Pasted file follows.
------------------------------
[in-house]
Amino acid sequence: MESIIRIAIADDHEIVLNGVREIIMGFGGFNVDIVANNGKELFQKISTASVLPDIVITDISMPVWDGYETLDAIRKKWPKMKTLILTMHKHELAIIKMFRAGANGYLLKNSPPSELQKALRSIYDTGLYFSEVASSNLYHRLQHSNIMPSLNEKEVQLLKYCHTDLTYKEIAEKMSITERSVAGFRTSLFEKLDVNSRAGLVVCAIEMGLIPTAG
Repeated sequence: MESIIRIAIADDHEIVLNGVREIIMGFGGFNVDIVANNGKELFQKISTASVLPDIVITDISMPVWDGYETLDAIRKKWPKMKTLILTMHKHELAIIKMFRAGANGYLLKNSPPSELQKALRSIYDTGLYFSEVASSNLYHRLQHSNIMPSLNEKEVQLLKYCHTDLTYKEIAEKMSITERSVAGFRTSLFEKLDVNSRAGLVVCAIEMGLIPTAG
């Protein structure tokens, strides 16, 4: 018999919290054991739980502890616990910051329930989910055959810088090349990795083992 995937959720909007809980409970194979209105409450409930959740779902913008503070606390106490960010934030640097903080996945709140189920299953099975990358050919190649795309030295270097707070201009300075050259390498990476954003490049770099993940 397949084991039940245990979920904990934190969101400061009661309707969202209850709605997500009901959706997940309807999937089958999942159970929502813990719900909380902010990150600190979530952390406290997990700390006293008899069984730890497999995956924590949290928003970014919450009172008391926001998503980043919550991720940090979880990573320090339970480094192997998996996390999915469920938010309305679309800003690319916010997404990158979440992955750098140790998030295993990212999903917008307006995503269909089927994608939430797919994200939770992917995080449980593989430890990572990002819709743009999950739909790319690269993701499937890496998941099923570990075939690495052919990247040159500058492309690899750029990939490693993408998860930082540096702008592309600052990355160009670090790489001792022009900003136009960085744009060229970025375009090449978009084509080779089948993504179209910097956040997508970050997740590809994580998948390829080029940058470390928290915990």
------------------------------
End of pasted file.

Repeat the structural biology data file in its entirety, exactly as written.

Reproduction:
[in-house]
Amino acid sequence: MESIIRIAIADDHEIVLNGVREIIMGFGGFNVDIVANNGKELFQKISTASVLPDIVITDISMPVWDGYETLDAIRKKWPKMKTLILTMHKHELAIIKMFRAGANGYLLKNSPPSELQKALRSIYDTGLYFSEVASSNLYHRLQHSNIMPSLNEKEVQLLKYCHTDLTYKEIAEKMSITERSVAGFRTSLFEKLDVNSRAGLVVCAIEMGLIPTAG
Repeated sequence: MESIIRIAIADDHEIVLNGVREIIMGFGGFNVDIVANNGKELFQKISTASVLPDIVITDISMPVWDGYETLDAIRKKWPKMKTLILTMHKHELAIIKMFRAGANGYLLKNSPPSELQKALRSIYDTGLYFSEVASSNLYHRLQHSNIMPSLNEKEVQLLKYCHTDLTYKEIAEKMSITERSVAGFRTSLFEKLDVNSRAGLVVCAIEMGLIPTAG
């Protein structure tokens, strides 16, 4: 018999919290054991739980502890616990910051329930989910055959810088090349990795083992 995937959720909007809980409970194979209105409450409930959740779902913008503070606390106490960010934030640097903080996945709140189920299953099975990358050919190649795309030295270097707070201009300075050259390498990476954003490049770099993940 397949084991039940245990979920904990934190969101400061009661309707969202209850709605997500009901959706997940309807999937089958999942159970929502813990719900909380902010990150600190979530952390406290997990700390006293008899069984730890497999995956924590949290928003970014919450009172008391926001998503980043919550991720940090979880990573320090339970480094192997998996996390999915469920938010309305679309800003690319916010997404990158979440992955750098140790998030295993990212999903917008307006995503269909089927994608939430797919994200939770992917995080449980593989430890990572990002819709743009999950739909790319690269993701499937890496998941099923570990075939690495052919990247040159500058492309690899750029990939490693993408998860930082540096702008592309600052990355160009670090790489001792022009900003136009960085744009060229970025375009090449978009084509080779089948993504179209910097956040997508970050997740590809994580998948390829080029940058470390928290915990």